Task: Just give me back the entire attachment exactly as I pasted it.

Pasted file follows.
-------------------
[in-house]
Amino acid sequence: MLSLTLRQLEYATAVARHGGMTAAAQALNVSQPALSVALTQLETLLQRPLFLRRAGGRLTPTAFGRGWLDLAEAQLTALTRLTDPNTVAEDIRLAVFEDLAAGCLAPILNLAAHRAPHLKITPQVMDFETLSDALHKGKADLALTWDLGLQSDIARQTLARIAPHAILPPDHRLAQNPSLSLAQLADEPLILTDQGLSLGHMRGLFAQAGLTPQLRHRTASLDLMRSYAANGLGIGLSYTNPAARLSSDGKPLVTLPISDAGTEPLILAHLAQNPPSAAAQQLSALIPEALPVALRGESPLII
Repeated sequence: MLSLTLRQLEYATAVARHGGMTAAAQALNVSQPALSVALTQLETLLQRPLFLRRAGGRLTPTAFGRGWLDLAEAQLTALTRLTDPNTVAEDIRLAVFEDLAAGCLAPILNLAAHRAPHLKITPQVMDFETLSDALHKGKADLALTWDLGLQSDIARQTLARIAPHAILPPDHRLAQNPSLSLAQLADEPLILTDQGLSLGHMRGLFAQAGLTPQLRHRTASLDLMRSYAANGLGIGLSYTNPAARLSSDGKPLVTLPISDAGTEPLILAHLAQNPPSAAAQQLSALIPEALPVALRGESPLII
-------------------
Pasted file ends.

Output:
[in-house]
Amino acid sequence: MLSLTLRQLEYATAVARHGGMTAAAQALNVSQPALSVALTQLETLLQRPLFLRRAGGRLTPTAFGRGWLDLAEAQLTALTRLTDPNTVAEDIRLAVFEDLAAGCLAPILNLAAHRAPHLKITPQVMDFETLSDALHKGKADLALTWDLGLQSDIARQTLARIAPHAILPPDHRLAQNPSLSLAQLADEPLILTDQGLSLGHMRGLFAQAGLTPQLRHRTASLDLMRSYAANGLGIGLSYTNPAARLSSDGKPLVTLPISDAGTEPLILAHLAQNPPSAAAQQLSALIPEALPVALRGESPLII
Repeated sequence: MLSLTLRQLEYATAVARHGGMTAAAQALNVSQPALSVALTQLETLLQRPLFLRRAGGRLTPTAFGRGWLDLAEAQLTALTRLTDPNTVAEDIRLAVFEDLAAGCLAPILNLAAHRAPHLKITPQVMDFETLSDALHKGKADLALTWDLGLQSDIARQTLARIAPHAILPPDHRLAQNPSLSLAQLADEPLILTDQGLSLGHMRGLFAQAGLTPQLRHRTASLDLMRSYAANGLGIGLSYTNPAARLSSDGKPLVTLPISDAGTEPLILAHLAQNPPSAAAQQLSALIPEALPVALRGESPLII